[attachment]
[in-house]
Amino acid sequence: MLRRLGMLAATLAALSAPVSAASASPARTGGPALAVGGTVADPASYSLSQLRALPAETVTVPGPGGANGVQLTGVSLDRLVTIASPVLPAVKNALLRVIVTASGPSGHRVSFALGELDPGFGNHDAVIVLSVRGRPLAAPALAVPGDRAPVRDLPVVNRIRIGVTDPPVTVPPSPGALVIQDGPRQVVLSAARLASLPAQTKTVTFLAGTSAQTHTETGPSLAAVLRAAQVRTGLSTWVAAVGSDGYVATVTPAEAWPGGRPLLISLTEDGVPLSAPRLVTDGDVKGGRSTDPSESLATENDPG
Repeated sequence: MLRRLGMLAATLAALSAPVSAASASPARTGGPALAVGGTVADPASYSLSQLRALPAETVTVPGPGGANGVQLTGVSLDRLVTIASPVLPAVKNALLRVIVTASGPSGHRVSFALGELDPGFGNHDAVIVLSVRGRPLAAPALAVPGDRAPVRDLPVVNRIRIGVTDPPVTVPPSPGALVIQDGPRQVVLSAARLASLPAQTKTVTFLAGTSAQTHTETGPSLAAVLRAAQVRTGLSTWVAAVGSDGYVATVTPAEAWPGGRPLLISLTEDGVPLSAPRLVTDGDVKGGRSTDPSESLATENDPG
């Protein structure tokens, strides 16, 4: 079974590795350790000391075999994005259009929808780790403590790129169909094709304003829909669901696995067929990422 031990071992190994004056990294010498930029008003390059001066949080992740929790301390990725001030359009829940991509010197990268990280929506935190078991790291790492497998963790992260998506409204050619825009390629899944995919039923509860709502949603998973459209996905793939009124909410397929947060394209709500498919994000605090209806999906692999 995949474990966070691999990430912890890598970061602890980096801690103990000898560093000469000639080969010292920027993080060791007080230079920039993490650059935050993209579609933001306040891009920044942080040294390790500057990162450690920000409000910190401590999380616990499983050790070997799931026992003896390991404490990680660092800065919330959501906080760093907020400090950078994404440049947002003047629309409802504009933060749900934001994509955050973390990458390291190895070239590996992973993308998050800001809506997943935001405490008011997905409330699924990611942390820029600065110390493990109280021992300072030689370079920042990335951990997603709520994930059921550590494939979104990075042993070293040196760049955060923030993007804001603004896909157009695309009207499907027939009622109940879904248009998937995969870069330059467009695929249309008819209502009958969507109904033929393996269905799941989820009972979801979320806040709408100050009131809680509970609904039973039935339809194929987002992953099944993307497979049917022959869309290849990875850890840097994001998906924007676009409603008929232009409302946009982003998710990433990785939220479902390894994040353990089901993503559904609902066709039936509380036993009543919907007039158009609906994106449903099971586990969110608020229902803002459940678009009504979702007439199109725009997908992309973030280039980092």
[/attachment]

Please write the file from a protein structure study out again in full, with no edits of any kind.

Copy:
[in-house]
Amino acid sequence: MLRRLGMLAATLAALSAPVSAASASPARTGGPALAVGGTVADPASYSLSQLRALPAETVTVPGPGGANGVQLTGVSLDRLVTIASPVLPAVKNALLRVIVTASGPSGHRVSFALGELDPGFGNHDAVIVLSVRGRPLAAPALAVPGDRAPVRDLPVVNRIRIGVTDPPVTVPPSPGALVIQDGPRQVVLSAARLASLPAQTKTVTFLAGTSAQTHTETGPSLAAVLRAAQVRTGLSTWVAAVGSDGYVATVTPAEAWPGGRPLLISLTEDGVPLSAPRLVTDGDVKGGRSTDPSESLATENDPG
Repeated sequence: MLRRLGMLAATLAALSAPVSAASASPARTGGPALAVGGTVADPASYSLSQLRALPAETVTVPGPGGANGVQLTGVSLDRLVTIASPVLPAVKNALLRVIVTASGPSGHRVSFALGELDPGFGNHDAVIVLSVRGRPLAAPALAVPGDRAPVRDLPVVNRIRIGVTDPPVTVPPSPGALVIQDGPRQVVLSAARLASLPAQTKTVTFLAGTSAQTHTETGPSLAAVLRAAQVRTGLSTWVAAVGSDGYVATVTPAEAWPGGRPLLISLTEDGVPLSAPRLVTDGDVKGGRSTDPSESLATENDPG
């Protein structure tokens, strides 16, 4: 079974590795350790000391075999994005259009929808780790403590790129169909094709304003829909669901696995067929990422 031990071992190994004056990294010498930029008003390059001066949080992740929790301390990725001030359009829940991509010197990268990280929506935190078991790291790492497998963790992260998506409204050619825009390629899944995919039923509860709502949603998973459209996905793939009124909410397929947060394209709500498919994000605090209806999906692999 995949474990966070691999990430912890890598970061602890980096801690103990000898560093000469000639080969010292920027993080060791007080230079920039993490650059935050993209579609933001306040891009920044942080040294390790500057990162450690920000409000910190401590999380616990499983050790070997799931026992003896390991404490990680660092800065919330959501906080760093907020400090950078994404440049947002003047629309409802504009933060749900934001994509955050973390990458390291190895070239590996992973993308998050800001809506997943935001405490008011997905409330699924990611942390820029600065110390493990109280021992300072030689370079920042990335951990997603709520994930059921550590494939979104990075042993070293040196760049955060923030993007804001603004896909157009695309009207499907027939009622109940879904248009998937995969870069330059467009695929249309008819209502009958969507109904033929393996269905799941989820009972979801979320806040709408100050009131809680509970609904039973039935339809194929987002992953099944993307497979049917022959869309290849990875850890840097994001998906924007676009409603008929232009409302946009982003998710990433990785939220479902390894994040353990089901993503559904609902066709039936509380036993009543919907007039158009609906994106449903099971586990969110608020229902803002459940678009009504979702007439199109725009997908992309973030280039980092």